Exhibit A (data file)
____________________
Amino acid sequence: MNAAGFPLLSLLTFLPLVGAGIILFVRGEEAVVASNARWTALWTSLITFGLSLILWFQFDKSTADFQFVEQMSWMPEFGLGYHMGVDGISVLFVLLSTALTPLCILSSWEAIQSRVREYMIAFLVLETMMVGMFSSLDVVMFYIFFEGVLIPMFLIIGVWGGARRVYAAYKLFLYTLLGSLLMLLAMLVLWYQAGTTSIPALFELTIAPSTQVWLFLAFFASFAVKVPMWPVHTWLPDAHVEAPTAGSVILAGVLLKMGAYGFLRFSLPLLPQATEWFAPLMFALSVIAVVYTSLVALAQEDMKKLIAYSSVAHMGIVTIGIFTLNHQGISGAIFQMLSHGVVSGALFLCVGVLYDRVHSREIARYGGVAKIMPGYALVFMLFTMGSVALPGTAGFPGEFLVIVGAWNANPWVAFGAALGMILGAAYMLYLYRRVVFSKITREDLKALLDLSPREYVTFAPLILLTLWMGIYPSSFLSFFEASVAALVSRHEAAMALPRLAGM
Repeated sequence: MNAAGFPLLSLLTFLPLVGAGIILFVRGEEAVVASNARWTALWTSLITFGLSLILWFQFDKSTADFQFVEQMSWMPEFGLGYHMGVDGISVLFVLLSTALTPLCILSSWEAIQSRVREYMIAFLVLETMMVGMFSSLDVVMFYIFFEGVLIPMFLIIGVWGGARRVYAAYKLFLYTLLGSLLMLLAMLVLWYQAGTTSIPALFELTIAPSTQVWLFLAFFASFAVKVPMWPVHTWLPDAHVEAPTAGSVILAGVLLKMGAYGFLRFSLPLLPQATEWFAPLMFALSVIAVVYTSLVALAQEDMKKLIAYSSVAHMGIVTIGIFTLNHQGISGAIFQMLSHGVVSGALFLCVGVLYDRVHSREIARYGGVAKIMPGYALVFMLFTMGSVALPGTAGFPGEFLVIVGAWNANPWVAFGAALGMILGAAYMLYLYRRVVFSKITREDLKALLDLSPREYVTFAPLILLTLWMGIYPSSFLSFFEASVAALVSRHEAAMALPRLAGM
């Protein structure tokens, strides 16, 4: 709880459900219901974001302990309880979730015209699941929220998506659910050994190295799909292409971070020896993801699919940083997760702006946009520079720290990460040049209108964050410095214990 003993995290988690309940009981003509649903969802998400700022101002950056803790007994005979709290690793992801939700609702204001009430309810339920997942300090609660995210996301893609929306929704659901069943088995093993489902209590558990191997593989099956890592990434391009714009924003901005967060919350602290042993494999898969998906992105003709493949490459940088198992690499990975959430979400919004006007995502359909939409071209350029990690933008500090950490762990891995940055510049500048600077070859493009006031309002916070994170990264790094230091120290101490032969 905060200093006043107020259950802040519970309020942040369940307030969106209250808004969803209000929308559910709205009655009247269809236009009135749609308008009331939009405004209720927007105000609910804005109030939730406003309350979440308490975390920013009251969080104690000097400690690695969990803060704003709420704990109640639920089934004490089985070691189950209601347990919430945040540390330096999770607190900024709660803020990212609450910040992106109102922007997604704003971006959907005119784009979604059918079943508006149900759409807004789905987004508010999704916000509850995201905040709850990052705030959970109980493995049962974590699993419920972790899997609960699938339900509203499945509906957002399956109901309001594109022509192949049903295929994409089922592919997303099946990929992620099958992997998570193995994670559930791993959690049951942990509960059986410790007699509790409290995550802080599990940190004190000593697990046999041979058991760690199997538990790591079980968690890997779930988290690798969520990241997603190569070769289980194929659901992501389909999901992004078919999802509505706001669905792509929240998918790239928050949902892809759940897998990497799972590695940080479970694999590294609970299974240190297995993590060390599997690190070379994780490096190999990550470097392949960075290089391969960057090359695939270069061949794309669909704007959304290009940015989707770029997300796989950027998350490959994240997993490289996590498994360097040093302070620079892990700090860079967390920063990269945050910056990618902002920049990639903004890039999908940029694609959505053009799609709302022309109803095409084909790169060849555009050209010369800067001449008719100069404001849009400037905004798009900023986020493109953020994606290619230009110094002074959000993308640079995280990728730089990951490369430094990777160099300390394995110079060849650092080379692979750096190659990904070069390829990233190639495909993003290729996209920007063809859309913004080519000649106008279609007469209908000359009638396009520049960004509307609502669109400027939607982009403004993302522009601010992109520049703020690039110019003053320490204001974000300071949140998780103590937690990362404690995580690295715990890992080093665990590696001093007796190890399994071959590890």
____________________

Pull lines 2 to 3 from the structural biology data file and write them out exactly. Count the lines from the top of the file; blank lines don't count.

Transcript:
Repeated sequence: MNAAGFPLLSLLTFLPLVGAGIILFVRGEEAVVASNARWTALWTSLITFGLSLILWFQFDKSTADFQFVEQMSWMPEFGLGYHMGVDGISVLFVLLSTALTPLCILSSWEAIQSRVREYMIAFLVLETMMVGMFSSLDVVMFYIFFEGVLIPMFLIIGVWGGARRVYAAYKLFLYTLLGSLLMLLAMLVLWYQAGTTSIPALFELTIAPSTQVWLFLAFFASFAVKVPMWPVHTWLPDAHVEAPTAGSVILAGVLLKMGAYGFLRFSLPLLPQATEWFAPLMFALSVIAVVYTSLVALAQEDMKKLIAYSSVAHMGIVTIGIFTLNHQGISGAIFQMLSHGVVSGALFLCVGVLYDRVHSREIARYGGVAKIMPGYALVFMLFTMGSVALPGTAGFPGEFLVIVGAWNANPWVAFGAALGMILGAAYMLYLYRRVVFSKITREDLKALLDLSPREYVTFAPLILLTLWMGIYPSSFLSFFEASVAALVSRHEAAMALPRLAGM
């Protein structure tokens, strides 16, 4: 709880459900219901974001302990309880979730015209699941929220998506659910050994190295799909292409971070020896993801699919940083997760702006946009520079720290990460040049209108964050410095214990 003993995290988690309940009981003509649903969802998400700022101002950056803790007994005979709290690793992801939700609702204001009430309810339920997942300090609660995210996301893609929306929704659901069943088995093993489902209590558990191997593989099956890592990434391009714009924003901005967060919350602290042993494999898969998906992105003709493949490459940088198992690499990975959430979400919004006007995502359909939409071209350029990690933008500090950490762990891995940055510049500048600077070859493009006031309002916070994170990264790094230091120290101490032969 905060200093006043107020259950802040519970309020942040369940307030969106209250808004969803209000929308559910709205009655009247269809236009009135749609308008009331939009405004209720927007105000609910804005109030939730406003309350979440308490975390920013009251969080104690000097400690690695969990803060704003709420704990109640639920089934004490089985070691189950209601347990919430945040540390330096999770607190900024709660803020990212609450910040992106109102922007997604704003971006959907005119784009979604059918079943508006149900759409807004789905987004508010999704916000509850995201905040709850990052705030959970109980493995049962974590699993419920972790899997609960699938339900509203499945509906957002399956109901309001594109022509192949049903295929994409089922592919997303099946990929992620099958992997998570193995994670559930791993959690049951942990509960059986410790007699509790409290995550802080599990940190004190000593697990046999041979058991760690199997538990790591079980968690890997779930988290690798969520990241997603190569070769289980194929659901992501389909999901992004078919999802509505706001669905792509929240998918790239928050949902892809759940897998990497799972590695940080479970694999590294609970299974240190297995993590060390599997690190070379994780490096190999990550470097392949960075290089391969960057090359695939270069061949794309669909704007959304290009940015989707770029997300796989950027998350490959994240997993490289996590498994360097040093302070620079892990700090860079967390920063990269945050910056990618902002920049990639903004890039999908940029694609959505053009799609709302022309109803095409084909790169060849555009050209010369800067001449008719100069404001849009400037905004798009900023986020493109953020994606290619230009110094002074959000993308640079995280990728730089990951490369430094990777160099300390394995110079060849650092080379692979750096190659990904070069390829990233190639495909993003290729996209920007063809859309913004080519000649106008279609007469209908000359009638396009520049960004509307609502669109400027939607982009403004993302522009601010992109520049703020690039110019003053320490204001974000300071949140998780103590937690990362404690995580690295715990890992080093665990590696001093007796190890399994071959590890």